The gentleman's sports car of the modern age.

Born in 1966, the Jensen Interceptor combined Italian styling, British Luxury, and an American V8 to create the quintessential gentleman’s sports car of the 1960s. What would this perfect sports car recipe of the 1960s look like in 2019? Well, through the power of Photoshop we have our stunning answer. 

During its short production run from 1966 to 1976, the Interceptor became a style icon elevating Jensen which was based in West Bromwich outside Birmingham, to compete with the likes of Aston Martin. Although Jensen did not survive until today, the classic Italian designed body makes for a gorgeous design study. The clean lines of this 2+2 Coupe start at the quad headlights and finally end at the large rear greenhouse. 

Gallery: Jensen Interceptor gets 2019 remake in photoshop

The body of the Interceptor was penned by the craftsmen at Italian coachbuilders, Touring and early cars were hand-built in Italy at Vignale, before production moved the Jensen factory. Initially, power came from a 6.3-litre Chrysler V8 produced around 335 bhp, which was good for a top speed of 135 mph. Although a manual transmission was offered, most Interceptors were sold with a Torqueflite automatic transmission.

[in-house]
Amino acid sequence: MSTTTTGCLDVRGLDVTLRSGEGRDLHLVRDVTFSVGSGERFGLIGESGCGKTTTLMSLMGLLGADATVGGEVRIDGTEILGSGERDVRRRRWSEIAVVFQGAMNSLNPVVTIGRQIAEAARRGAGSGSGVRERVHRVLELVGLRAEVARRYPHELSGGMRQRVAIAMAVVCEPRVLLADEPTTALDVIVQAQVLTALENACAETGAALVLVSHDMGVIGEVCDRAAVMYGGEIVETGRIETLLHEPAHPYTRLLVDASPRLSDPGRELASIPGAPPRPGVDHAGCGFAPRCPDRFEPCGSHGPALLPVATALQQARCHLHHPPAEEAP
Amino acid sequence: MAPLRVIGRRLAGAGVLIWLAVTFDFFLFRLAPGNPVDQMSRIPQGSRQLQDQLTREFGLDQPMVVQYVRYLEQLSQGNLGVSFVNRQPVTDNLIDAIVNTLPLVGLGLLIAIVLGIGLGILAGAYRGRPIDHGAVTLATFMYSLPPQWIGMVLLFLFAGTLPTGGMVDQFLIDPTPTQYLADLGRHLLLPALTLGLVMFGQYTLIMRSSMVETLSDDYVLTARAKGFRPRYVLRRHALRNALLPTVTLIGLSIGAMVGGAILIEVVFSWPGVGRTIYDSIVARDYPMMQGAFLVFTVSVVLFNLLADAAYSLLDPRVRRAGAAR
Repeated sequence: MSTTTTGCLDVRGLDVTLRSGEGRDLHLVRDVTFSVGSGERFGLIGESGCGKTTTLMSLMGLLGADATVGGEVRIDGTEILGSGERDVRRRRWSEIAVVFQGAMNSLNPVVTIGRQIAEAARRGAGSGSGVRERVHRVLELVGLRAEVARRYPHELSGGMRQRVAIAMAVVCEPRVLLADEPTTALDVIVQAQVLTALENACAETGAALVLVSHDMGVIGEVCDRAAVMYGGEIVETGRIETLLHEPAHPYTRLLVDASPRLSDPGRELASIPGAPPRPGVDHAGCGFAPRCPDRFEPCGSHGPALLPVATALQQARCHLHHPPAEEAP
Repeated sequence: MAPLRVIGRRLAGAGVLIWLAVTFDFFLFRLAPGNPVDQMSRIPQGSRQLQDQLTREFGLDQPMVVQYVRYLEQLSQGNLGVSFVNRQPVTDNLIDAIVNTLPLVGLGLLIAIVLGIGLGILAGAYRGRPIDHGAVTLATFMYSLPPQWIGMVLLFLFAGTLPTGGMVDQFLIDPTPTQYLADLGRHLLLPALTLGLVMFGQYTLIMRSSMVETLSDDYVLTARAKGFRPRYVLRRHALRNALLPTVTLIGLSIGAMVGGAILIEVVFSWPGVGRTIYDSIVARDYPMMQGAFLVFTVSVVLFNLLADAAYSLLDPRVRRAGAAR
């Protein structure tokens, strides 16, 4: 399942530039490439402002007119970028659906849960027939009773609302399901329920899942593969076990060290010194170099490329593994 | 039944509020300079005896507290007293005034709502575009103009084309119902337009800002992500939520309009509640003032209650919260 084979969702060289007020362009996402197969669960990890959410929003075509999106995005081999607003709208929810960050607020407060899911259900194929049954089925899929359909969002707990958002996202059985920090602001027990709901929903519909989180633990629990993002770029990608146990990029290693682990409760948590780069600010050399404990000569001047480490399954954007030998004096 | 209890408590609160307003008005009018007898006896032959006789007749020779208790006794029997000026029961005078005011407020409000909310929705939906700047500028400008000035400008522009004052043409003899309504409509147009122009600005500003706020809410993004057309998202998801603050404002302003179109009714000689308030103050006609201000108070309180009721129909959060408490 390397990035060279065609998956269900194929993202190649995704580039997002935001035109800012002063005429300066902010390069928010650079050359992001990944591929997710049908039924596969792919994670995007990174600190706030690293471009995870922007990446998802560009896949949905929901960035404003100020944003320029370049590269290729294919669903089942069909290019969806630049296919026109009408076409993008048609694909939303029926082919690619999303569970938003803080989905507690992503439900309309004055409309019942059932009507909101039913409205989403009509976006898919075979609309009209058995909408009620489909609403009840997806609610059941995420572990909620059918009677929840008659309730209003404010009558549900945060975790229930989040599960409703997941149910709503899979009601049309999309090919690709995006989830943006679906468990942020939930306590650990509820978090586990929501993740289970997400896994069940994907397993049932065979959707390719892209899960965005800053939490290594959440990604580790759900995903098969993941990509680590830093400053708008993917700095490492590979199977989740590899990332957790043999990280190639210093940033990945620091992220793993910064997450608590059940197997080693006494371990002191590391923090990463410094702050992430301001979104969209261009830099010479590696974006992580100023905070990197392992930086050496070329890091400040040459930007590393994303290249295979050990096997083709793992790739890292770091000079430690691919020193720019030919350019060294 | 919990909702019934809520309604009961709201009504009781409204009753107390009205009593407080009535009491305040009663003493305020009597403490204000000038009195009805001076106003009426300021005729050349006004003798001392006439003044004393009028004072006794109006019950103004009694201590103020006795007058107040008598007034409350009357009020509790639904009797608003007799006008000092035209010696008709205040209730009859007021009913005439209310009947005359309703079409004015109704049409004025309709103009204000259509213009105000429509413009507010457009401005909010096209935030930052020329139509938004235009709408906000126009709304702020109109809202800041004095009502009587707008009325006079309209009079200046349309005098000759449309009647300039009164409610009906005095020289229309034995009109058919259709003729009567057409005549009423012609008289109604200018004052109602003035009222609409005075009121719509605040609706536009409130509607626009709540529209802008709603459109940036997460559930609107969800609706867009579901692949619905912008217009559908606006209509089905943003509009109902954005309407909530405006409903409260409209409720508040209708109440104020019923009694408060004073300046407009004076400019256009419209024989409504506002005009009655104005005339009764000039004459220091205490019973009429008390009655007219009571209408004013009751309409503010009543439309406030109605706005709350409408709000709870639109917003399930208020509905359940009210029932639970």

As time went on, the Interceptor evolved from the MKI, which was sold from 1966-1969 to the more powerful MKII that saw sales from 1969-1971. With the introduction of the MKII, Jensen added power steering, power brakes, and even power windows. The biggest news, however, was the introduction of not one but two 7.2-litre V8s in 1971. The first 7.2-litre V8 made do with only 305 bhp while the optional more powerful 7.2-litre V8 featured 6-barrel carburettors to produce 330 bhp.

The final MKIII Interceptor, produced from 1971 to 1976, saw the introduction of a detuned 7.2-litre V8 as the oil crisis took its toll on the big-block American V8. Horsepower wasn’t the only casualty of the oil crisis, as the Interceptor ceased production in 1976. Today we remember this unique car with a modern re-imagining through the art of Photoshop.